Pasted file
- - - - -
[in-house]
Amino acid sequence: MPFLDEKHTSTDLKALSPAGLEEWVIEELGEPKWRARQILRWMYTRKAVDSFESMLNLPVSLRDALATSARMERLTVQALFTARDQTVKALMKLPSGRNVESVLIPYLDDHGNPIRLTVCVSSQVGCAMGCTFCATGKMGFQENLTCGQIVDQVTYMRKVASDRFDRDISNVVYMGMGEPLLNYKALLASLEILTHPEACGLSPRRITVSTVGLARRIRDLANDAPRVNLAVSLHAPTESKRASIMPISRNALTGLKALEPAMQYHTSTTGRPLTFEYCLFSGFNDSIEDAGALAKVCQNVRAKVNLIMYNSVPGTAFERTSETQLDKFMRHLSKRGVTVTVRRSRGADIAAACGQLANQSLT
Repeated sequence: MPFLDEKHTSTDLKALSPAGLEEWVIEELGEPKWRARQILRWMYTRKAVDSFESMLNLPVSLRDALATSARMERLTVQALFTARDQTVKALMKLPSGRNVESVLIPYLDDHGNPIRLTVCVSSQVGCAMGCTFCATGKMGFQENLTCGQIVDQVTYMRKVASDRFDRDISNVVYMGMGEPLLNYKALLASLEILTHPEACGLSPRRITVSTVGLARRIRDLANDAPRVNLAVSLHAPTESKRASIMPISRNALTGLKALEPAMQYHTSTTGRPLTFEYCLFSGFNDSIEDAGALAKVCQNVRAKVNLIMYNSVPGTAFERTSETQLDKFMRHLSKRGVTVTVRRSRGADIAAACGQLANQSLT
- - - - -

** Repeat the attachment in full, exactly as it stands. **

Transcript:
[in-house]
Amino acid sequence: MPFLDEKHTSTDLKALSPAGLEEWVIEELGEPKWRARQILRWMYTRKAVDSFESMLNLPVSLRDALATSARMERLTVQALFTARDQTVKALMKLPSGRNVESVLIPYLDDHGNPIRLTVCVSSQVGCAMGCTFCATGKMGFQENLTCGQIVDQVTYMRKVASDRFDRDISNVVYMGMGEPLLNYKALLASLEILTHPEACGLSPRRITVSTVGLARRIRDLANDAPRVNLAVSLHAPTESKRASIMPISRNALTGLKALEPAMQYHTSTTGRPLTFEYCLFSGFNDSIEDAGALAKVCQNVRAKVNLIMYNSVPGTAFERTSETQLDKFMRHLSKRGVTVTVRRSRGADIAAACGQLANQSLT
Repeated sequence: MPFLDEKHTSTDLKALSPAGLEEWVIEELGEPKWRARQILRWMYTRKAVDSFESMLNLPVSLRDALATSARMERLTVQALFTARDQTVKALMKLPSGRNVESVLIPYLDDHGNPIRLTVCVSSQVGCAMGCTFCATGKMGFQENLTCGQIVDQVTYMRKVASDRFDRDISNVVYMGMGEPLLNYKALLASLEILTHPEACGLSPRRITVSTVGLARRIRDLANDAPRVNLAVSLHAPTESKRASIMPISRNALTGLKALEPAMQYHTSTTGRPLTFEYCLFSGFNDSIEDAGALAKVCQNVRAKVNLIMYNSVPGTAFERTSETQLDKFMRHLSKRGVTVTVRRSRGADIAAACGQLANQSLT